Secondly, one of the priorities set in the Speech is strengthening national unity. Well, well! Hardly a week ago, the best opportunity to do that through the Referendum process, was blindly ignored! If we can’t unite the Nation over Constitution Reform what chance do we have of doing so through meetings of the Social Partners?

Is the emphasis on uniting institutions as distinct from the people?

So there is a need for consensus on what constitutes national unity.

Before the Social Partners it was reconciliation with the remnants of the RMC! Remember?

Next, there is a strange and cumbersome set of words as follows:

“Youth unemployment…must receive focused attention in this new Session of Parliament”. First off, apart from its vagueness, the statement suggests that youth unemployment has not been the subject of focused attention (or only of inadequate/limited focus) in the past.

If so, then the regime is indicting itself for failing to properly focus on this burning national issue during previous Sessions of Parliament. Secondly, it suggests that Parliament is readying itself to focus on the problem through the 2017 budget, presumably by way of a very large and unaffordable allocation of public funds for ‘optical’ employment in the IMANI Program. To this extent, the structural issues causing the problem are not being addressed at all!

Fourthly, the emphasis on “competitiveness of the economy” suggests that the economy is otherwise, though inefficiently, producing goods and services so that productivity improvements, quality enhancements, ease of doing business and cost efficiencies are all that’s needed to reap more benefits from the existing levels of production. But Grenada has a massive production problem, full stop! What are the innovative production enhancement measures and initiatives?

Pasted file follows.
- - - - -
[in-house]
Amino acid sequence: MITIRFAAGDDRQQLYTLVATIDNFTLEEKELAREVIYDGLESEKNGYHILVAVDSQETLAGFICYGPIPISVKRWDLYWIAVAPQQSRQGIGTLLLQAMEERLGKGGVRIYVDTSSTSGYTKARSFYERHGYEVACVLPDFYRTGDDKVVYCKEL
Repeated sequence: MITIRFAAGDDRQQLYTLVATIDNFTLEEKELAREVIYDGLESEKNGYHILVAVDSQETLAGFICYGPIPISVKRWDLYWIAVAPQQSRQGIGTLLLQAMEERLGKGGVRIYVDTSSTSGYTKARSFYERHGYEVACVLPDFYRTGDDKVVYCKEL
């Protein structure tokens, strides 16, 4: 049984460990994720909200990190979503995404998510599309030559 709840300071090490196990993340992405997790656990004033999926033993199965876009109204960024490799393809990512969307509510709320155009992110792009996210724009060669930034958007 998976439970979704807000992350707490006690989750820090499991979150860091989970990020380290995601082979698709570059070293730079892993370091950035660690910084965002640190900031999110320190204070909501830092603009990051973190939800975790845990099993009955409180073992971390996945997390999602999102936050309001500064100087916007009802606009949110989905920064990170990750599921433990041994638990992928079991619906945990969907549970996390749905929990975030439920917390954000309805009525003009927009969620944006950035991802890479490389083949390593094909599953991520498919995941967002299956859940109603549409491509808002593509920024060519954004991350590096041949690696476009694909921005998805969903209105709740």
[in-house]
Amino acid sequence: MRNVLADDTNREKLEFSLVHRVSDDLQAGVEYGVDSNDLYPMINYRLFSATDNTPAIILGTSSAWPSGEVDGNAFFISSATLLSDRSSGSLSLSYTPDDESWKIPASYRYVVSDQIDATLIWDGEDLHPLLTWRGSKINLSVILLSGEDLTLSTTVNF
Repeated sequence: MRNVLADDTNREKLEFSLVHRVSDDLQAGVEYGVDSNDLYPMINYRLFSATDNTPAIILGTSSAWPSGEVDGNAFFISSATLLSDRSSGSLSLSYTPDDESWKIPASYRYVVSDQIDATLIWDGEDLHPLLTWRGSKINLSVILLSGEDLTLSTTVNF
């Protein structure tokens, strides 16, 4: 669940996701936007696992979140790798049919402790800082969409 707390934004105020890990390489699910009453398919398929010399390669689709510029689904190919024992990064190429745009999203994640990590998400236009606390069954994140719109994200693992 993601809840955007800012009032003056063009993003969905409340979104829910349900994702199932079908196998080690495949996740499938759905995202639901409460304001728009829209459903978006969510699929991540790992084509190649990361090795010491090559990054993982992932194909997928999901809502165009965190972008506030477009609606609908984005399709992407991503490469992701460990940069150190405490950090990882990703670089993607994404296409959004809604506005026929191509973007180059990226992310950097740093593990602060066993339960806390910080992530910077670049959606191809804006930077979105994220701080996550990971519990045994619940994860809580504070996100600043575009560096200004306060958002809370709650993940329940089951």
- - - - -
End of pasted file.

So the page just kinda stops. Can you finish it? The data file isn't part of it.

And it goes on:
Then there was the usual menu of education, health, ICT, agriculture and so on. No new ground is being contemplated and the rehash is in full play. Fair enough as there must be some degree of continuity between one Speech and another. Fiscal policy got its space, but there was no indication of direction especially with respect to taxation on incomes and businesses, even though in a matter of days (budget) there will be pronouncements on the very issue. The omission is really a matter of political judgment.

Two aspects of the reference to tourism are laughable, really! Anyone who advised that Grenada could boost arrivals and earnings from intra-regional tourism at this time might have already skipped town, though deserving of deportation! The Trinidad economy is in deep trouble, where will regional tourists come from? Secondly, the commercialisation of attractions as a policy goal is over fifteen years old! Is the regime serious on this matter?

Generally, the Throne Speech contained a mixed bag of subdued optimism and continuing misalignment. Correcting the fiscal algebra through the Structural Adjustment Program is one thing; achieving solid economic growth is different. Yet the achievements under the SAP, such as they are, ought to be recognised. However, much remains at risk in the event of an elections cycle in 2017.

Opportunities have been given, but curses (unemployment, poverty, high taxes and debts) have persisted! Real solutions are needed, but that will not happen with the political contest for Office where promises energise false hopes and policies paint fake pictures of the future. In both cases, the politician is not accountable!

(William Joseph is a former Permanent Secretary in the Grenada Public Service)